Del Toro said the Invictus Games also gives the athletes a chance to showcase how the athletes can overcome their invisible wounds and hopefully inspire others who may still be battling their injuries. I want the opportunity to give everybody a voice and be able to change the narrative because our stories albeit some elements have tragedy within them but they are stories of triumph at the end of the day, he said.

Bush said hes pleased 13 other nations are participating in the Games, because invisible injuries relates to everyone. This is an issue that relates to every vet, not just American vets, he said.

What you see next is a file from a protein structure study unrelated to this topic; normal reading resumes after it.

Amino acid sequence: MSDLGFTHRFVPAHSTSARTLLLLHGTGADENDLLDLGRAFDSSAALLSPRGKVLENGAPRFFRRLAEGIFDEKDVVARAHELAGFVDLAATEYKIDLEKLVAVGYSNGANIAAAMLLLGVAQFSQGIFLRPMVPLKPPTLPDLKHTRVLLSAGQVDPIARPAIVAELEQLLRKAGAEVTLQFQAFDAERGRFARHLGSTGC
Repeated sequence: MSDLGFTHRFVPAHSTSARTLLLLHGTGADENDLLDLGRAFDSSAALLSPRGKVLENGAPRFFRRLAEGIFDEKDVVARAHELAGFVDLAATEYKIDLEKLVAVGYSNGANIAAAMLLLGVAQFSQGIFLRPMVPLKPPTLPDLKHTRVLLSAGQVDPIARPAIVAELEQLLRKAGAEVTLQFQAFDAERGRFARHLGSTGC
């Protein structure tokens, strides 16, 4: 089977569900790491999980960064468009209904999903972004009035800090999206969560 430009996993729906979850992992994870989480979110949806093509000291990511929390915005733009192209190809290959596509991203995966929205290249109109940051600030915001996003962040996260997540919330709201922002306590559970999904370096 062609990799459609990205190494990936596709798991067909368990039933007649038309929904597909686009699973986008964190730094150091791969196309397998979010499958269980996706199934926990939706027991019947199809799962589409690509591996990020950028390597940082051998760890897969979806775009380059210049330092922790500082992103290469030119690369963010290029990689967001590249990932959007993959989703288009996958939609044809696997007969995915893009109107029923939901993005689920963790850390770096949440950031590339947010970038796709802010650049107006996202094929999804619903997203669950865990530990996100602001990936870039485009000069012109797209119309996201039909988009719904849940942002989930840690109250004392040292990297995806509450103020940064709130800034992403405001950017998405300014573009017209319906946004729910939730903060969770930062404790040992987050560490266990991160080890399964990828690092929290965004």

Prince Harry said he encourages business leaders to hire service members who leave the service. If I ran a business, I would want individuals like them, for the training theyve had and for the values they stand up for, he said.

*Personal Story*

Medically retired Army Staff Sgt. Randi Gavell, who will compete in track and field and swimming, shared her personal story at the symposium. 

Events like this really bring awareness to things that other people may overlook or just dont understand so being able to, although shaking like a leaf, being able to go up there and speak about who I am and show people that this is who I am now, who I was and where Im coming from and who I still am is great, she said. Its still a big part of my life. Its an opportunity for me to speak for other people and to hopefully give them a piece of hope at the same time.

Gavell said the panel was phenomenal.